Why are trusses being used in homes

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Our house is 40'x40', which includes a 6'x24' front porch.

The trussed section of our house is 16 feet wide, allowing for a 15 foot wide space in the living room and master suite (subtracting for the 2x6 walls). There is an interior bearing wall that runs the length of the house to support the inside end of the trusses.
My photos and time lapse video can explain it better:
http://www.mountain-software.com/projects/2003house.htm

Most building materials are 4' wide (plywood, sheetrock, etc.).
If you design your building on 4' increments, you will have less cutting to do, and less waste overall. That saves you time and money. You'll also end up with evenly spaced stud bays, which saves time when you install insulation.
Instead of 23'x30' I would go with 24'x28'. That just happens to be the same size as our garage:
http://www.mountain-software.com/projects/2001garage.htm

We built our house in 2003/2004, with no real prior experience. I designed in lots of bearing support so there were no major point loads. I used 2x10 floor joists (most spans are 12', except for the 15' spans in our living room and master suite).
I used 2x12 rafters for the vaulted ceilings, mostly to accomodate the required insulation.
Not counting our front porch, our house is only 1456 square feet. But the vaulted ceilings, open spaces, and avoidance of hallways makes it feel much larger. We love it!
Anthony Watson Mountain Software www.mountain-software.com/about.htm
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On Jan 3, 1:34 am, snipped-for-privacy@home.com wrote:

It may use more lumber but it will be from smaller cheaper trees.
The load is distributed better. There are no large point loads on the walls.
Trusses are available that allow for living space in the roof.
It allows the roofs to be factory manufactured off-site.
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On Jan 2, 5:34 pm, snipped-for-privacy@home.com wrote:

I am glad to see that you have just overturned over a 100 years of construction practices. Too bad taht 2 ourt of three of your reasons are wrong.
Harry K
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On 1/2/2013 7:34 PM, snipped-for-privacy@home.com wrote:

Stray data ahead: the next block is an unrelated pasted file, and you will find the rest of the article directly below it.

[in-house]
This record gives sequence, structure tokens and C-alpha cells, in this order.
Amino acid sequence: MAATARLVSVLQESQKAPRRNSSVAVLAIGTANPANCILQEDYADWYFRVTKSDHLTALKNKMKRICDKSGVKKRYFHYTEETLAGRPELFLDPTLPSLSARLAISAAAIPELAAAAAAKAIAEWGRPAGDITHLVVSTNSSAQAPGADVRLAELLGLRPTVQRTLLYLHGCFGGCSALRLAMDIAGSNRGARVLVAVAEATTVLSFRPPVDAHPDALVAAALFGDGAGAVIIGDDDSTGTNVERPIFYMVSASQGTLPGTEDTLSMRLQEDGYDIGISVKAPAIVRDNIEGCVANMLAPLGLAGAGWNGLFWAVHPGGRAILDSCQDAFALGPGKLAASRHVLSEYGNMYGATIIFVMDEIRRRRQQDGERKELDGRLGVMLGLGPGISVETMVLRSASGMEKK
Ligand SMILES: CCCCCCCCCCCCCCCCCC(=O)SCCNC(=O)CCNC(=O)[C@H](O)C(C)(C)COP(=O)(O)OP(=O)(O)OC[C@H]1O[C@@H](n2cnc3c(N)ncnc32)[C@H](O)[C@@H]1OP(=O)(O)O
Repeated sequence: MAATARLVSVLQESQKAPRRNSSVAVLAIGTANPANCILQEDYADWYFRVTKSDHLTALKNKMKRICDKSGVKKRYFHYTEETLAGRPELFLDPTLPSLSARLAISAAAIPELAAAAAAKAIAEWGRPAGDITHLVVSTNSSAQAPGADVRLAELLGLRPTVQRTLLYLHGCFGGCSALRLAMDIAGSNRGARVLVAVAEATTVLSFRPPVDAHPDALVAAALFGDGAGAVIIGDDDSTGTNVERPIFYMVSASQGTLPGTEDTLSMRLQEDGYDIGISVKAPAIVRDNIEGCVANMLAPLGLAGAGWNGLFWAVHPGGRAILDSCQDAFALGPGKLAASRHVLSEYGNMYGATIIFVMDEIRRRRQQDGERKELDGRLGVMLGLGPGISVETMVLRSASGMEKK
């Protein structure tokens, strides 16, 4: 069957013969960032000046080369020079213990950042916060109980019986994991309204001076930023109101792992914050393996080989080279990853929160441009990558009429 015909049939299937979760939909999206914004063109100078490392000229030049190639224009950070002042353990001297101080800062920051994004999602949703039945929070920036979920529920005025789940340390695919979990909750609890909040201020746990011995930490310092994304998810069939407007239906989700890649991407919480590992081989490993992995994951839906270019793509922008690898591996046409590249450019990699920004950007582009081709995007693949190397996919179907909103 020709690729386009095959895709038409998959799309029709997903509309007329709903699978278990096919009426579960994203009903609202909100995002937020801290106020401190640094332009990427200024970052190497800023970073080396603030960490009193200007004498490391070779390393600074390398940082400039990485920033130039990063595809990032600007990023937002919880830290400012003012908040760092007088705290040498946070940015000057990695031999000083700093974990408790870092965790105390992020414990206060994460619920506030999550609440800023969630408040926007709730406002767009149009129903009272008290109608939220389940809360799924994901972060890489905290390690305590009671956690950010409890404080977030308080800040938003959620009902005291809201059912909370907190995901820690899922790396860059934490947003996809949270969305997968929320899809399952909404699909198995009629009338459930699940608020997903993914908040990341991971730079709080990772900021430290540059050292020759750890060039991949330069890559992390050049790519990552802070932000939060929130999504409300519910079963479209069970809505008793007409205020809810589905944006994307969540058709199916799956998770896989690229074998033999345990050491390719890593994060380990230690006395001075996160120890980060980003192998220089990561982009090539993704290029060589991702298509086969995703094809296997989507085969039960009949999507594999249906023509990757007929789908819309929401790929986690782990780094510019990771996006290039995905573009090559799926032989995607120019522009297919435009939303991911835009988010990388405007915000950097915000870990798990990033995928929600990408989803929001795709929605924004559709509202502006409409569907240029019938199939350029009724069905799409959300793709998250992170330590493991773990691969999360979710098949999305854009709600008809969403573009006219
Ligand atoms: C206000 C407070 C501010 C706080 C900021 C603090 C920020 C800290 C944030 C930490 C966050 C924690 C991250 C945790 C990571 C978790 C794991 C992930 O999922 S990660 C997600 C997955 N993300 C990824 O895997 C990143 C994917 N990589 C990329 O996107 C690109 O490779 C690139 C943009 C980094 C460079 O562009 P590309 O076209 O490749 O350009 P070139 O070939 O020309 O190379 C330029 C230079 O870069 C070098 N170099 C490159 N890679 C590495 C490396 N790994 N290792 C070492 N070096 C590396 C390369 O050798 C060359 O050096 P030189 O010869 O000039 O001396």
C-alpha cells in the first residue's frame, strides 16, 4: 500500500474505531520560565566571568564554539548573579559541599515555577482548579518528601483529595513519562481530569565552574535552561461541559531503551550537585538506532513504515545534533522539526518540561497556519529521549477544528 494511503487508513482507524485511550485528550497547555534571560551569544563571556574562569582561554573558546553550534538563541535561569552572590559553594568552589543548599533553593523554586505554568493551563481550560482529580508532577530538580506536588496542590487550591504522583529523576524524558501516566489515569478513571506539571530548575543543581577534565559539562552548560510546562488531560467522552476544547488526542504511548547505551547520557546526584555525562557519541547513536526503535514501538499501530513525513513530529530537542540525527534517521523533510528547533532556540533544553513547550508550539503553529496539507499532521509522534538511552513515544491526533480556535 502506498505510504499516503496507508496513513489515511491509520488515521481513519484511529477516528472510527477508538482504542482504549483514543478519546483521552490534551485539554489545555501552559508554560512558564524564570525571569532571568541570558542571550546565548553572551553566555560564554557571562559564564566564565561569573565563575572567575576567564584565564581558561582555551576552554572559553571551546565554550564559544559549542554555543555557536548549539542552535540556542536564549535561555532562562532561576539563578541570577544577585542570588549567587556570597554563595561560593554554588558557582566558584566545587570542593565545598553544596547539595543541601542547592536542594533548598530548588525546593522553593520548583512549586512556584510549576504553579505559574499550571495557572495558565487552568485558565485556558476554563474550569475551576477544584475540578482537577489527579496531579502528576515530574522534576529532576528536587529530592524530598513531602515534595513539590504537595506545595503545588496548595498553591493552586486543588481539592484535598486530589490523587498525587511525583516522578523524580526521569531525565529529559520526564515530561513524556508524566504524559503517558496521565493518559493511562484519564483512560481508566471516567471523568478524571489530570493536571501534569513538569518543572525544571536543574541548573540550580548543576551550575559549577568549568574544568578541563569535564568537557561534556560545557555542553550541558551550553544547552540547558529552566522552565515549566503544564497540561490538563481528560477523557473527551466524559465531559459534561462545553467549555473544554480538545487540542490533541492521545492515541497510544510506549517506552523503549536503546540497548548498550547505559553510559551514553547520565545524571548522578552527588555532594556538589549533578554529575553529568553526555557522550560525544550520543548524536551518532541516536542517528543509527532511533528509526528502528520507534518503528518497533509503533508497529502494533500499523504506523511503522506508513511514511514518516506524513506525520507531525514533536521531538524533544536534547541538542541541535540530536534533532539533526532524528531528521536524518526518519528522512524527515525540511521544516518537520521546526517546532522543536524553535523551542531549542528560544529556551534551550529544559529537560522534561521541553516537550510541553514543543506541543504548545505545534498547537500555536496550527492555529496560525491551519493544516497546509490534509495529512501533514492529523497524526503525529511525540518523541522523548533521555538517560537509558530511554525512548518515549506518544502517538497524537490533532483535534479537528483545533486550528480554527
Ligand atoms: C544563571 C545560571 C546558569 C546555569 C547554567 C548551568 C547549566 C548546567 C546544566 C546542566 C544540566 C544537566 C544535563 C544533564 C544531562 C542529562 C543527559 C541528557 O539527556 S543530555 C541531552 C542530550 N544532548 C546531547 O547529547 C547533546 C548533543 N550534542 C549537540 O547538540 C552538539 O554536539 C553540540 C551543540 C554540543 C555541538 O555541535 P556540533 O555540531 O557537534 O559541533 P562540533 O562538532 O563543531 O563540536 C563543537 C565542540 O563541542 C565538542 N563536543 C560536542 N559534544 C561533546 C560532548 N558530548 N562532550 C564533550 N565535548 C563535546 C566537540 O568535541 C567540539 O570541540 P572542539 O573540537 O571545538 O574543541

Truss roof design helps to keep ice dams from forming. As you asked about in another post. If your father had a modern roof he wouldn't have had the ice dam problem.
Trusses sit higher above the outside walls allowing a full layer of insulation around the perimeter of the building and good sized openings for attic ventilation. Adequate ventilation will keep the attic much cooler in the summer helping to keep A/C costs down and increase the life of shingles.
Figure in the carpentry cost to stick frame a roof and trusses are cheaper.
I built my house with trusses. There are no interior supporting walls. All the weight is supported by the outside walls. I could remove the inside walls and rebuild a new interior if I wanted to.
Trusses can be designed to allow for attic space. Half of my house is under a cathedral ceiling built from parallel chord trusses. Those trusses could enclose an attic. Trusses come in an almost unlimited variety of designs. Had you taken a moment to Google you would have found this out for yourself.
This is the sort if information known by anyone in the building industry. It's part of the education one gets by working for a living. It's not the sort of thing one gets sitting in front of a computer surfing the internet all day.
LdB
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On Wednesday, January 2, 2013 8:34:21 PM UTC-5, snipped-for-privacy@home.com wrote:

Take your argument and say the exact opposite. Then you will understand.
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